Brands need to adapt to this new reality. Luckily enough, you have options:
Alternative Measurement Methods in a Cookie-less World
- Marketing mix modeling (MMM):
Digital tracking / multi-touch attribution has become the default measurement method but, before the internet, how did marketers measure ads? You can’t click on a TV ad or on a radio spot.
In the 1960s, a statistical modeling technique was created to measure the contribution of each channel to sales–marketing mix modeling (MMM). MMM correlates spikes and dips in sales with events and actions in marketing. So, for example, if every time you increase paid advertising your organic sales do not increase, MMM can pick that up and show you it’s not incremental.
Traditional MMM was slow and couldn’t follow the pace of digital tracking, and so it lost popularity over time. But the tables turned: digital tracking started being ineffective, and improvements in technology and computation created a modern, quicker version of MMM.
And cookies being phased out presents MMM with a new opportunity: it only needs aggregate data and therefore doesn’t have any privacy concerns. No cookies, no problem.
- Conversion lift studies
Another way to measure incrementality is through conversion lift studies, aka tests and experiments. These studies typically involve creating a control group that is not exposed to the advertising campaign and a test group that is exposed.
By comparing the conversion rates between these groups, marketers can determine the actual lift, or increase in conversions, attributable to the campaign. In a cookie-less world, conversion lift studies gain significance as they don’t rely on individual user tracking across the internet.
Randomized controlled trials are the gold standard of tests, but they’re time-consuming and expensive to run. More typical experiments we recommend consumer brands to run are holdout tests and geo-lift tests.
Meta and Google, allow you to run CLS on the platform, where they define the parameters of the test and are responsible for dividing the audience, but you can also run them outside the ad platforms.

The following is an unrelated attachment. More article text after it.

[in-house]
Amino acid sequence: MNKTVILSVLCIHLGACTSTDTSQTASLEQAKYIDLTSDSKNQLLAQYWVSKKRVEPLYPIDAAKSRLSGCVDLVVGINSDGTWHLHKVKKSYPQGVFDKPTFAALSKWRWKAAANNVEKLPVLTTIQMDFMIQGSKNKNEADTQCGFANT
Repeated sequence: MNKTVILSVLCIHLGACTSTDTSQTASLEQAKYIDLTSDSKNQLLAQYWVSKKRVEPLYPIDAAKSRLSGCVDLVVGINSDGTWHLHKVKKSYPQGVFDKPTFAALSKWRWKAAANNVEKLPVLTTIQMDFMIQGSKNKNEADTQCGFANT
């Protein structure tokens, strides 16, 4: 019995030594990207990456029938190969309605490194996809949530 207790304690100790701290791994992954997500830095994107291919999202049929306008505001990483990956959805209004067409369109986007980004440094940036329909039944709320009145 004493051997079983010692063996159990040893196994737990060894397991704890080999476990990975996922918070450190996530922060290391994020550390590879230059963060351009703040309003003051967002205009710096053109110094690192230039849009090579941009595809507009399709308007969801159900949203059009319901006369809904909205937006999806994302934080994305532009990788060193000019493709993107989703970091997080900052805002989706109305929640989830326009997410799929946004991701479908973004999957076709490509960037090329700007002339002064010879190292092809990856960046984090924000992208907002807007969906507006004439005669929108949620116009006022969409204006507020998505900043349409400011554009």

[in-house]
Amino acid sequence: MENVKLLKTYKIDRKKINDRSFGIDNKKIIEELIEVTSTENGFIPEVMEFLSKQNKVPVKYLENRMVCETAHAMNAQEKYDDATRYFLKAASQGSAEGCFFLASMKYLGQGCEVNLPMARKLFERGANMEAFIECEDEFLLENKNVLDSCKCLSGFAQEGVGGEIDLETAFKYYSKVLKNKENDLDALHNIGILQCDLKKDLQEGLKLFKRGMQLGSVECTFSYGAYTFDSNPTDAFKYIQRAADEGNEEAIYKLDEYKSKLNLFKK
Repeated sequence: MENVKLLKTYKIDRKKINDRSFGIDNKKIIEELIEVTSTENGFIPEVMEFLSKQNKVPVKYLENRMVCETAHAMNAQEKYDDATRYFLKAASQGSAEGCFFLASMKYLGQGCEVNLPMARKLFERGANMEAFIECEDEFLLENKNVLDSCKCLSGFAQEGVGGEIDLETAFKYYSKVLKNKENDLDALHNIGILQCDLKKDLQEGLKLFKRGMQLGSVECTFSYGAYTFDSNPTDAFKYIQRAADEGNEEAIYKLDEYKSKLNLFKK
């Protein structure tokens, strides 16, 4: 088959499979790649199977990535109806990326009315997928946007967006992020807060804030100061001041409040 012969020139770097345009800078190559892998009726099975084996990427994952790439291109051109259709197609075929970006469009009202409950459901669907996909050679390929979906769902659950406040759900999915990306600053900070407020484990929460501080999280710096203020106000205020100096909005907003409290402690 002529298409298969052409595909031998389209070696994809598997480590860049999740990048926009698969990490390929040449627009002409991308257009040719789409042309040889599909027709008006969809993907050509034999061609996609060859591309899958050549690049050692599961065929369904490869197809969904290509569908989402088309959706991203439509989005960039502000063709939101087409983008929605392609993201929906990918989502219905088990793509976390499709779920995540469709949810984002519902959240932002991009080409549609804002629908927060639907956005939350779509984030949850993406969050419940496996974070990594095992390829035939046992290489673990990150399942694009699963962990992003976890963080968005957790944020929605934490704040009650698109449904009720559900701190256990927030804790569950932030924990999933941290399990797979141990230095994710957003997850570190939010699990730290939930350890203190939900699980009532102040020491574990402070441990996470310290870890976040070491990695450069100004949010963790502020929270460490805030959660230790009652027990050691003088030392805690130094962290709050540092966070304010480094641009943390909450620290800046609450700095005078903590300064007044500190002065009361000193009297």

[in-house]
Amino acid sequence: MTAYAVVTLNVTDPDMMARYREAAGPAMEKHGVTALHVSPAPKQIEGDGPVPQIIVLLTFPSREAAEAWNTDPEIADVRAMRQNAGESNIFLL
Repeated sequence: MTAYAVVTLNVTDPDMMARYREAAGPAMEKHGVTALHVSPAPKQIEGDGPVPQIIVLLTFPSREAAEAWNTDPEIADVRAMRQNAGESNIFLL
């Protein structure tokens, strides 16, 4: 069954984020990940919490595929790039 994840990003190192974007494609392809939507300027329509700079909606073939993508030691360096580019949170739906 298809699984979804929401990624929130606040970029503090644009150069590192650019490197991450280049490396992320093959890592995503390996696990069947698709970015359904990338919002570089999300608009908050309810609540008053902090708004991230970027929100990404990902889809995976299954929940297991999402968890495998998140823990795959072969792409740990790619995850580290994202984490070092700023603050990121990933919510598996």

- Brand studies
MMM and CLS go very much hand-in-hand, but brand studies can be an alternative measurement method that approaches it from a different angle – a more qualitative one.
Brand studies involve conducting surveys with audiences who have been exposed to your advertising. These surveys measure the impact of various advertising channels or creative elements on specific Key Performance Indicators (KPIs) like ad recall or purchase intent.
This can provide insights into how a particular ad or campaign resonates with the target audience. However, one of the limitations of brand studies is that the insights they provide are often channel-specific and the findings might not provide a complete picture of a campaign’s overall effectiveness across the entire marketing mix.
- Google Chrome begins phasing out third-party cookies in 2024 with 1% of users in early 2024 and expanding to all users by Q3 2024.
- This change is another step towards limiting the visibility and effectiveness of digital tracking – a trend that will continue to limit marketers who rely on it.
- Marketing Mix Modeling (MMM) emerges as a key strategy, using aggregate data for privacy-compliant marketing and budget-allocation insights.
- Alternatives like conversion lift studies and brand studies offer effective ways to measure campaign impact without infringing on user privacy.